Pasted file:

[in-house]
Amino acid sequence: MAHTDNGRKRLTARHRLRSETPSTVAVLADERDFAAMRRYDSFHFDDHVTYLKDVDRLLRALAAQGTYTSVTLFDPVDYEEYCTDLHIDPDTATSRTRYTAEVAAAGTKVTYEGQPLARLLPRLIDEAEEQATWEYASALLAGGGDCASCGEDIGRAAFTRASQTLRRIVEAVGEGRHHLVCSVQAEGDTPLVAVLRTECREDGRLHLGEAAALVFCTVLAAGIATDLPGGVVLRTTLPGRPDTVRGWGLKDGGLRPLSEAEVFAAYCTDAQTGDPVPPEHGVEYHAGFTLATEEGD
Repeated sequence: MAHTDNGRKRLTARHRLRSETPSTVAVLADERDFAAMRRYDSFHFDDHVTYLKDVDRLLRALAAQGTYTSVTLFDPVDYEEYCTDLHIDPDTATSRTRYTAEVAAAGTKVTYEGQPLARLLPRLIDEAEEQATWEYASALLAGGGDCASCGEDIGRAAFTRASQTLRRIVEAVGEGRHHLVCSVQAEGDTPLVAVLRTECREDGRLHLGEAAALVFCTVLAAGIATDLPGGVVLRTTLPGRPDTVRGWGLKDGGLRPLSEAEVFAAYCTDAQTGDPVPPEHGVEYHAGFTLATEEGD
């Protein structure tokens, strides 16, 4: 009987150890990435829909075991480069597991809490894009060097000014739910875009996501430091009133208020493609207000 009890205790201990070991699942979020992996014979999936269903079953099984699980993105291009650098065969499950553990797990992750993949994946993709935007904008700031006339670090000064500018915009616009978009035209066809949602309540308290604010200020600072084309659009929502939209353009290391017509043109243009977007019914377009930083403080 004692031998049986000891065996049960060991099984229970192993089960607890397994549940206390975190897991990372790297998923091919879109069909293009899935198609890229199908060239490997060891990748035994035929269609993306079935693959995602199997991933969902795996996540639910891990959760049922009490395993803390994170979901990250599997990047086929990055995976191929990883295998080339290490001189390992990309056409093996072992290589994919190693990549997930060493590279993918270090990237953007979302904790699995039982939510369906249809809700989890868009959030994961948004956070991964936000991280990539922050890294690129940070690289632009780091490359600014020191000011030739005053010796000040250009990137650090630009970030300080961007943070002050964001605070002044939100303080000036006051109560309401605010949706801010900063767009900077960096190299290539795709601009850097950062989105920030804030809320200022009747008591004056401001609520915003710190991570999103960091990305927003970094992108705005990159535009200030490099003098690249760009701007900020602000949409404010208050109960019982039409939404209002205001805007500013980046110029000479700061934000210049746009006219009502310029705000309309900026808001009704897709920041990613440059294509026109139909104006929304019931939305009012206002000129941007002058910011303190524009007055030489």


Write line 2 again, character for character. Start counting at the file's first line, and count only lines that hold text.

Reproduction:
Amino acid sequence: MAHTDNGRKRLTARHRLRSETPSTVAVLADERDFAAMRRYDSFHFDDHVTYLKDVDRLLRALAAQGTYTSVTLFDPVDYEEYCTDLHIDPDTATSRTRYTAEVAAAGTKVTYEGQPLARLLPRLIDEAEEQATWEYASALLAGGGDCASCGEDIGRAAFTRASQTLRRIVEAVGEGRHHLVCSVQAEGDTPLVAVLRTECREDGRLHLGEAAALVFCTVLAAGIATDLPGGVVLRTTLPGRPDTVRGWGLKDGGLRPLSEAEVFAAYCTDAQTGDPVPPEHGVEYHAGFTLATEEGD